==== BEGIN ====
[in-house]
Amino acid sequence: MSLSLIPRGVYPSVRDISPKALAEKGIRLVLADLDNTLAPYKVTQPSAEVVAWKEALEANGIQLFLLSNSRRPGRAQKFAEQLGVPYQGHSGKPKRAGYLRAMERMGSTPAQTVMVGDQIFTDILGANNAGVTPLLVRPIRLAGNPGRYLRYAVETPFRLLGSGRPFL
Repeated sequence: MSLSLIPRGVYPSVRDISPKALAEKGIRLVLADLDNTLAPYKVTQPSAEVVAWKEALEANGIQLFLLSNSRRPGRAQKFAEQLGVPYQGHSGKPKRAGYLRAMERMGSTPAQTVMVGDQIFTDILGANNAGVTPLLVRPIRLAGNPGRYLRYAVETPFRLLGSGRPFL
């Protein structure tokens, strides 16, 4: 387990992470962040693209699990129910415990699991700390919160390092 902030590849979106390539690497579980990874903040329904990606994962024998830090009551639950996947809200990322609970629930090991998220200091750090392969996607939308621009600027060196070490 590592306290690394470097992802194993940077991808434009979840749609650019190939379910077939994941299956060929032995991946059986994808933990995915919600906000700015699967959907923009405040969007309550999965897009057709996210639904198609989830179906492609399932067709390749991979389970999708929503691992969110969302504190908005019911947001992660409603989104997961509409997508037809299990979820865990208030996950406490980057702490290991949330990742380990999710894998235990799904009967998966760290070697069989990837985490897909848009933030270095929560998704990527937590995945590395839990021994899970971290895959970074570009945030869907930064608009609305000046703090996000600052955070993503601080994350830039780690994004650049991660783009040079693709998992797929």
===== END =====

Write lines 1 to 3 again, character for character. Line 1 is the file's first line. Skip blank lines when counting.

[in-house]
Amino acid sequence: MSLSLIPRGVYPSVRDISPKALAEKGIRLVLADLDNTLAPYKVTQPSAEVVAWKEALEANGIQLFLLSNSRRPGRAQKFAEQLGVPYQGHSGKPKRAGYLRAMERMGSTPAQTVMVGDQIFTDILGANNAGVTPLLVRPIRLAGNPGRYLRYAVETPFRLLGSGRPFL
Repeated sequence: MSLSLIPRGVYPSVRDISPKALAEKGIRLVLADLDNTLAPYKVTQPSAEVVAWKEALEANGIQLFLLSNSRRPGRAQKFAEQLGVPYQGHSGKPKRAGYLRAMERMGSTPAQTVMVGDQIFTDILGANNAGVTPLLVRPIRLAGNPGRYLRYAVETPFRLLGSGRPFL